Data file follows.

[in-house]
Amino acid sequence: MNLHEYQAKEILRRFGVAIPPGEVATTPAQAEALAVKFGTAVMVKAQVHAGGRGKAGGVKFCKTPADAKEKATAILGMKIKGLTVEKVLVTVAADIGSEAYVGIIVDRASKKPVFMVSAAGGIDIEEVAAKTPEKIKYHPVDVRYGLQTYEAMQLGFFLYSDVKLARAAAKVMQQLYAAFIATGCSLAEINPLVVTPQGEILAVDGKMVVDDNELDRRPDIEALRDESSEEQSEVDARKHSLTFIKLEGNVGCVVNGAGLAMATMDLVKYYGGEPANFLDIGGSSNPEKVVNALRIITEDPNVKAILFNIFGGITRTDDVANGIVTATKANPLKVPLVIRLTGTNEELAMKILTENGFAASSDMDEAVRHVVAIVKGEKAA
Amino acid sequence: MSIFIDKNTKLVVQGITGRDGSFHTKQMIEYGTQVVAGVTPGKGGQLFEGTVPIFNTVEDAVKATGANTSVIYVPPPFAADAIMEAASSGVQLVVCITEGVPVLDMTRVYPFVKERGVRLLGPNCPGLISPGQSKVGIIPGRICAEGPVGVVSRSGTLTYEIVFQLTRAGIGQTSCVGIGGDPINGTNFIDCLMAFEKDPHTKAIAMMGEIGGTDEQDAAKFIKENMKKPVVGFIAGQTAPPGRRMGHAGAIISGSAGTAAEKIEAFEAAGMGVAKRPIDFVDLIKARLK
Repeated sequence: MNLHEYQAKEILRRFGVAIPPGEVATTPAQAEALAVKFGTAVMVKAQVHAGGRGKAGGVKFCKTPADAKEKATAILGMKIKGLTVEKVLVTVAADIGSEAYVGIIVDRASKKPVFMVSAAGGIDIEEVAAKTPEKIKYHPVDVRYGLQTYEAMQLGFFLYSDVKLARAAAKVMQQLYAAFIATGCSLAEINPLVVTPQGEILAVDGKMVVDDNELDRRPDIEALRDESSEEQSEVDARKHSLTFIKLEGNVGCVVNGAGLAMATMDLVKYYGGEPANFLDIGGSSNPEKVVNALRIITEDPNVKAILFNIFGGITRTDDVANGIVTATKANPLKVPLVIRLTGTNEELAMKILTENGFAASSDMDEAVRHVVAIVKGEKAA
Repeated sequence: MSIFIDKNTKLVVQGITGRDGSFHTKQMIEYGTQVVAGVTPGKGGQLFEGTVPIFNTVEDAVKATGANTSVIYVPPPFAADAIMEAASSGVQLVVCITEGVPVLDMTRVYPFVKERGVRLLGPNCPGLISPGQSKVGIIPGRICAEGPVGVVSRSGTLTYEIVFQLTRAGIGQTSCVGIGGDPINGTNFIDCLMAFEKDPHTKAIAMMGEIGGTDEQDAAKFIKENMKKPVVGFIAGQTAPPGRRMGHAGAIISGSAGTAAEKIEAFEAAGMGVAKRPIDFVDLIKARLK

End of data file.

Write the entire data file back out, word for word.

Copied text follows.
[in-house]
Amino acid sequence: MNLHEYQAKEILRRFGVAIPPGEVATTPAQAEALAVKFGTAVMVKAQVHAGGRGKAGGVKFCKTPADAKEKATAILGMKIKGLTVEKVLVTVAADIGSEAYVGIIVDRASKKPVFMVSAAGGIDIEEVAAKTPEKIKYHPVDVRYGLQTYEAMQLGFFLYSDVKLARAAAKVMQQLYAAFIATGCSLAEINPLVVTPQGEILAVDGKMVVDDNELDRRPDIEALRDESSEEQSEVDARKHSLTFIKLEGNVGCVVNGAGLAMATMDLVKYYGGEPANFLDIGGSSNPEKVVNALRIITEDPNVKAILFNIFGGITRTDDVANGIVTATKANPLKVPLVIRLTGTNEELAMKILTENGFAASSDMDEAVRHVVAIVKGEKAA
Amino acid sequence: MSIFIDKNTKLVVQGITGRDGSFHTKQMIEYGTQVVAGVTPGKGGQLFEGTVPIFNTVEDAVKATGANTSVIYVPPPFAADAIMEAASSGVQLVVCITEGVPVLDMTRVYPFVKERGVRLLGPNCPGLISPGQSKVGIIPGRICAEGPVGVVSRSGTLTYEIVFQLTRAGIGQTSCVGIGGDPINGTNFIDCLMAFEKDPHTKAIAMMGEIGGTDEQDAAKFIKENMKKPVVGFIAGQTAPPGRRMGHAGAIISGSAGTAAEKIEAFEAAGMGVAKRPIDFVDLIKARLK
Repeated sequence: MNLHEYQAKEILRRFGVAIPPGEVATTPAQAEALAVKFGTAVMVKAQVHAGGRGKAGGVKFCKTPADAKEKATAILGMKIKGLTVEKVLVTVAADIGSEAYVGIIVDRASKKPVFMVSAAGGIDIEEVAAKTPEKIKYHPVDVRYGLQTYEAMQLGFFLYSDVKLARAAAKVMQQLYAAFIATGCSLAEINPLVVTPQGEILAVDGKMVVDDNELDRRPDIEALRDESSEEQSEVDARKHSLTFIKLEGNVGCVVNGAGLAMATMDLVKYYGGEPANFLDIGGSSNPEKVVNALRIITEDPNVKAILFNIFGGITRTDDVANGIVTATKANPLKVPLVIRLTGTNEELAMKILTENGFAASSDMDEAVRHVVAIVKGEKAA
Repeated sequence: MSIFIDKNTKLVVQGITGRDGSFHTKQMIEYGTQVVAGVTPGKGGQLFEGTVPIFNTVEDAVKATGANTSVIYVPPPFAADAIMEAASSGVQLVVCITEGVPVLDMTRVYPFVKERGVRLLGPNCPGLISPGQSKVGIIPGRICAEGPVGVVSRSGTLTYEIVFQLTRAGIGQTSCVGIGGDPINGTNFIDCLMAFEKDPHTKAIAMMGEIGGTDEQDAAKFIKENMKKPVVGFIAGQTAPPGRRMGHAGAIISGSAGTAAEKIEAFEAAGMGVAKRPIDFVDLIKARLK